(Fair warning… if you can’t tell by the title… this is about breastfeeding… if you don’t care to hear anything about it… quit reading! For the rest of you… carry on)
I want to start this post by saying that I love my decision to breastfeed. But that I believe that it was just that, a decision. I have friends who have chosen not to do it, friends who weren’t able to (for various reasons) and friends who believe it is the only way. And like SO MANY THINGS in parenting… there is more than one right way to do things. But for me, this was the right decision and I wanted to share a little bit of why and what has made it successful for me. Most of this post is what I wrote up for a friend who wanted more information about my breastfeeding decision.
I went into breastfeeding thinking… if it works great, if not, no big deal. But I also know that having support from my mom and a few friends who had done it successfully was critical to me being able to persevere through the first few weeks (which are HARD). But it is TOTALLY worth it. The more I have learned about breastfeeding the more I love it. And even though those first few weeks were hard and painful, now it isn’t painful at all, its SOOOO easy and its cheap too! So do what you want with this information, but here are my two cents on why it was worth it to me.
- It boosts my daughter’s immune system. I just got a very contagious stomach bug that everyone in my friends group got (I think there were at least 10 of us who got it… kids included) but Taylor escaped despite being in very close contact with me the whole time… so it definitely helped insulate her from the sickness. I also had a very high fever a few weeks after she was born, and it didn’t seem to bother her at all and she never got a fever.
- This article talks about it, but basically she (or he) communicates to your body what is ailing her and your body can create antibodies to fight whatever she has… even if you don’t have it. Y’all… that is some seriously cool stuff!
- There are a lot of things that breastfeeding has been linked to healthwise, but some of the important ones for me are a decreased chance of having severe allergies (my husband is very allergic to several things) and a reduced chance of childhood obesity.
- When she wakes up hungry in the middle of the night hungry, I don’t have to wait to heat up a bottle… I can just feed her, so she is happier and so am I because in about 10 minutes we are both happily back in bed.
- It’s cheap… basically you just eat like normal (a few more calories than normal… I had the major munchies for a while) and she is fed, which to me is much preferable to having to buy formula all the time.
- It will melt the pounds off of you! I basically did nothing but breastfeed and most of the weight has come off from pregnancy. It might be partially good genes, but whatever it is… I’ll take it!
I am not going to lie, the first week was really hard. My milk didn’t come in until about 5 days after she was born, and apparently she wasn’t getting enough colostrum (the yellow stuff that comes out before your milk really comes in), so I had to supplement in the hospital with some donor milk and one round of formula (which led to a lot of tears and panic in the hospital). But after my milk came in, she got a LOT better at feeding and it wasn’t as painful. I used this nipple cream and it made it not QUITE as miserable. Probably after about the first 3-4 weeks it quit hurting all together.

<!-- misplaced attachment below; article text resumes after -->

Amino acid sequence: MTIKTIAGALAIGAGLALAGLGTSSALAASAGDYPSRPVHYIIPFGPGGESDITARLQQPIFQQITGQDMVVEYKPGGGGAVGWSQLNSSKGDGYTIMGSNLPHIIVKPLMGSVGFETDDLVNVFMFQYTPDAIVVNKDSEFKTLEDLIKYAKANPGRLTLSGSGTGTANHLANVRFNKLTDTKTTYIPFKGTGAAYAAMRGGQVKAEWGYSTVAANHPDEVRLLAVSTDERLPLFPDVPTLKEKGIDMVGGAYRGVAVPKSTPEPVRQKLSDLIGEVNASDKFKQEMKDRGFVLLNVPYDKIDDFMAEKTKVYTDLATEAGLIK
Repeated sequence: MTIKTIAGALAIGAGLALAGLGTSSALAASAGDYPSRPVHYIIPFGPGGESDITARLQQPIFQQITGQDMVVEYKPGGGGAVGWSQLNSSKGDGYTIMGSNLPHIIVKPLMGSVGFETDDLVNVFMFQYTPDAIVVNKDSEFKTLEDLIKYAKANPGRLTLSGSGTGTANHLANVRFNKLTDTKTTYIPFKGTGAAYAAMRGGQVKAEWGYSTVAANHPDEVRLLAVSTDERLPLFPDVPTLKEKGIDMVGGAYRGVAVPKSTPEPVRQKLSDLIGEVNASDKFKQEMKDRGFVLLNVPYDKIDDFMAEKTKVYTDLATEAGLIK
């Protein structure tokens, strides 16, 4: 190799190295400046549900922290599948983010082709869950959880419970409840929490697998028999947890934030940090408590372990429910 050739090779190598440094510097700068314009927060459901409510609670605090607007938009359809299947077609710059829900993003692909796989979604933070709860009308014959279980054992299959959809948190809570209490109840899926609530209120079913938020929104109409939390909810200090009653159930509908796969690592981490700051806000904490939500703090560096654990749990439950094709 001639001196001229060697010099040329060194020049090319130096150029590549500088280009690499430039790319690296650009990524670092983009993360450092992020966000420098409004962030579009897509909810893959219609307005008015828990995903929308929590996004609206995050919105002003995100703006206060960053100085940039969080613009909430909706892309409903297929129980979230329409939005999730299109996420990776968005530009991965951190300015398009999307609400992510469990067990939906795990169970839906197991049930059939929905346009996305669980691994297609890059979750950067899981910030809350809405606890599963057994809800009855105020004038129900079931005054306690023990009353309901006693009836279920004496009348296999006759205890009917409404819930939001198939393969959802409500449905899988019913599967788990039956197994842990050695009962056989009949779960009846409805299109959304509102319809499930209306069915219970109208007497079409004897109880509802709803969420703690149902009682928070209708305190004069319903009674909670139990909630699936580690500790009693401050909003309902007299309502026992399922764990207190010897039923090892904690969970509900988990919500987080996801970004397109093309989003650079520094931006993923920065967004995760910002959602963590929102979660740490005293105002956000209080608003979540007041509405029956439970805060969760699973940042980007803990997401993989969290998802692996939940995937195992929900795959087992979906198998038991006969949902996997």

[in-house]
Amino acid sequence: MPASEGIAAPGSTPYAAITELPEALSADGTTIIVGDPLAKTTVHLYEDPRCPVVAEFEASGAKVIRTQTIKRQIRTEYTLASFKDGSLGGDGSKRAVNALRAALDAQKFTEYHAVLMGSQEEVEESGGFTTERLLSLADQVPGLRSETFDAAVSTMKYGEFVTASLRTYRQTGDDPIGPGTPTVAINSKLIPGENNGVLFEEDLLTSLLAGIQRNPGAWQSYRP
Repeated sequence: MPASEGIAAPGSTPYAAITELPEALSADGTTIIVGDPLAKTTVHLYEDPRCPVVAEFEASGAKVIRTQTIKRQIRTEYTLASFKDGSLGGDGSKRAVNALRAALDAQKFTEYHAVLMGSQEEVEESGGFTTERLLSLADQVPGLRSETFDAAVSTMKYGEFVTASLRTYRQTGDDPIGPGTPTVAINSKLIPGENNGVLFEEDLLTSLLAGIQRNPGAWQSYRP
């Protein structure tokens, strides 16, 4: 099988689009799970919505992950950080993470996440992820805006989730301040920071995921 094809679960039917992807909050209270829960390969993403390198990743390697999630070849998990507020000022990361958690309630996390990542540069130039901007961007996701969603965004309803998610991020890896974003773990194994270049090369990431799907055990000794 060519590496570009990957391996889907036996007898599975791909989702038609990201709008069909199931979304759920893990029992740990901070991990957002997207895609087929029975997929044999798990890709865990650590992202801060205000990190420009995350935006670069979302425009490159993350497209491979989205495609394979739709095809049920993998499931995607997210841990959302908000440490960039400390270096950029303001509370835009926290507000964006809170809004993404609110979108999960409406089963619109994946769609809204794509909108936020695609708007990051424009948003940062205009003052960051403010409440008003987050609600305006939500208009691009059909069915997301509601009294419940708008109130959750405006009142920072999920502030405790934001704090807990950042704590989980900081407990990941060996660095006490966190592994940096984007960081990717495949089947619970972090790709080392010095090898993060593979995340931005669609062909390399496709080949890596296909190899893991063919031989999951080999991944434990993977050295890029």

I have heard some horror stories about people whose hospitals weren’t very supportive of breastfeeding, but mine really was. They had lactation people I could call all the time while I was there, who were mostly helpful (although I did feel like each one told me a different way to do it and other things they did NOT like and contradicted each other occasionally… so like all things in parenting… take their advice with a grain of salt.) But the other helpful thing they had was a support group to go to after leaving the hospital where we could weigh the baby and ask any questions of the lactation consultant lady. If your hospital has these… take advantage! I liked going because when you breastfeed it is really hard to tell how much your child is getting at each feeding, so being able to weigh her each week I could ensure that she was growing well. I could also weigh her before and after a feeding to see how much she was getting.
And obviously she gets plenty of food… She is a nice healthy round baby! And I’m pretty sure that this is the only time in life when fat rolls are this cute!!!
My husband wasn’t very gung ho about the breastfeeding thing at first, he wasn’t against it, just not as committed to making it work as I was. And I will say, it IS a little hard for the husband because they basically can’t help in the middle of the night. So he and I made a deal, if it was time for her to feed (about every 3 hours) then I would get up… if it was anytime in between that… he would get up and take care of her. But now that he has seen some of the benefits of it, he is a huge supporter. And after the first few weeks when she got the hang of it and my supply was in, he could easily give her a bottle of breastmilk and I would pump instead and he got to be more a part of it (some people say not to do this until your supply is firmly established, but my supply has been great and I never saw any ramifications from her having a bottle of breastmilk on occasion).
I learned a ton of information by going to the breastfeeding group at the hospital, but if you have any questions http://kellymom.com/ is a great place to go, it has a lot of info in one place.